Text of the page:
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Heat Transfer Systems




There are three ways that heat may be transferred between substances at different temperatures viz. - conduction, convection, and radiation.

The flow of heat by conduction occurs via collisions between atoms and molecules in the substance and the subsequent transfer of kinetic energy.

Convection is the flow of heat through a bulk, macroscopic movement of matter from a hot region to a cool region, as opposed to the microscopic transfer of heat between atoms involved with conduction. Heating a pot of water on a stove is a good example of the transfer of heat by convection. When the stove is first turned on heat is transferred first by conduction between the elements through the bottom of the pot to the water. However, eventually the water starts bubbling - these bubbles are actually local regions of hot water rising to the surface, thereby transferring heat from the hot water at the bottom to the cooler water at the top by convection. At the same time, the cooler, more dense water at the top will sink to the bottom, where it is subsequently heated.

The third and last form of heat transfer we shall consider is that of radiation, which in this context means light (visible or not). This is the means by which heat is transferred, for example, from the sun to the earth through mostly empty space - such a transfer cannot occur via convection nor conduction, which require the movement of material from one place to another or the collisions of molecules within the material.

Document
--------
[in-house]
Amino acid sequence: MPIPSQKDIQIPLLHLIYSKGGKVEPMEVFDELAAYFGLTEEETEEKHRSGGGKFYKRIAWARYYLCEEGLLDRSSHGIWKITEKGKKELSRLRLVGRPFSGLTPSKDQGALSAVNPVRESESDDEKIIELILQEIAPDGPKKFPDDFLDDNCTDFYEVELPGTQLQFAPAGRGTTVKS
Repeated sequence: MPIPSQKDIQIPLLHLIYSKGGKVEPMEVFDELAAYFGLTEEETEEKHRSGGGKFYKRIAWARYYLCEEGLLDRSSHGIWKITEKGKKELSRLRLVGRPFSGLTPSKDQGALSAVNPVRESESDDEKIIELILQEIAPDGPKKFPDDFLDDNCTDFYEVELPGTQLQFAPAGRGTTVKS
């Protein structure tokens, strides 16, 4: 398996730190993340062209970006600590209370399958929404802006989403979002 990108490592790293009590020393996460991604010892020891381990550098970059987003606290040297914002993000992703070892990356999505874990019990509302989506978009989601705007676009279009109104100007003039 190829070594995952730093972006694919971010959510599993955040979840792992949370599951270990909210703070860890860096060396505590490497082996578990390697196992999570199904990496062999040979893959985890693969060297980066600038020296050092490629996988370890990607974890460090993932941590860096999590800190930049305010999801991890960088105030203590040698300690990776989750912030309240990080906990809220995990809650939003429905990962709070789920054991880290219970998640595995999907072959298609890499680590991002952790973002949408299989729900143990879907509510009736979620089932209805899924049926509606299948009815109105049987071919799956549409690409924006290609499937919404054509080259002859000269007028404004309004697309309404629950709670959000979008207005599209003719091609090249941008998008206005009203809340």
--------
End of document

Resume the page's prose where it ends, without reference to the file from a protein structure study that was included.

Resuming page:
Convection form of heat transfer is the basis of Fluid Heat Transfer System. Fluid Heat Transfer Systems provide an indirect heating source that circulates the fluid through the process equipment, to maintain an even and consistent temperature profile. They have several advantages over steam boilers viz.-water treatment facilities not required, no problem of scale deposition on heat transfer tubes; due to low operating pressures it is safe from explosion hazards etc.

Heat Transfer fluids are mineral oil based as the temperature of oil remains fairly constant thereby higher efficiency of heat utilization can be achieved.

Selection of Heat Transfer Fluids
To ensure reliable performance of heat transfer system proper selection of thermic fluid is very important. The basic criteria for selection of thermic fluids are as under:

  1. It should have good oxidation and thermal stability.
  2. It must have low volatility characteristics.
  3. Prevent formation of sludge, rust and corrosion.
  4. It should have sufficiently high Viscosity Index, preventing too much viscosity drop during its hot run.
  5. The specific heat should not exceed 0.70 Kcal/Kg/°C at high temperature, as otherwise the thermic fluid may loose its heat rapidly.
  6. It should have low pour point so that the system does not get wax clogged at low ambient temperatures.
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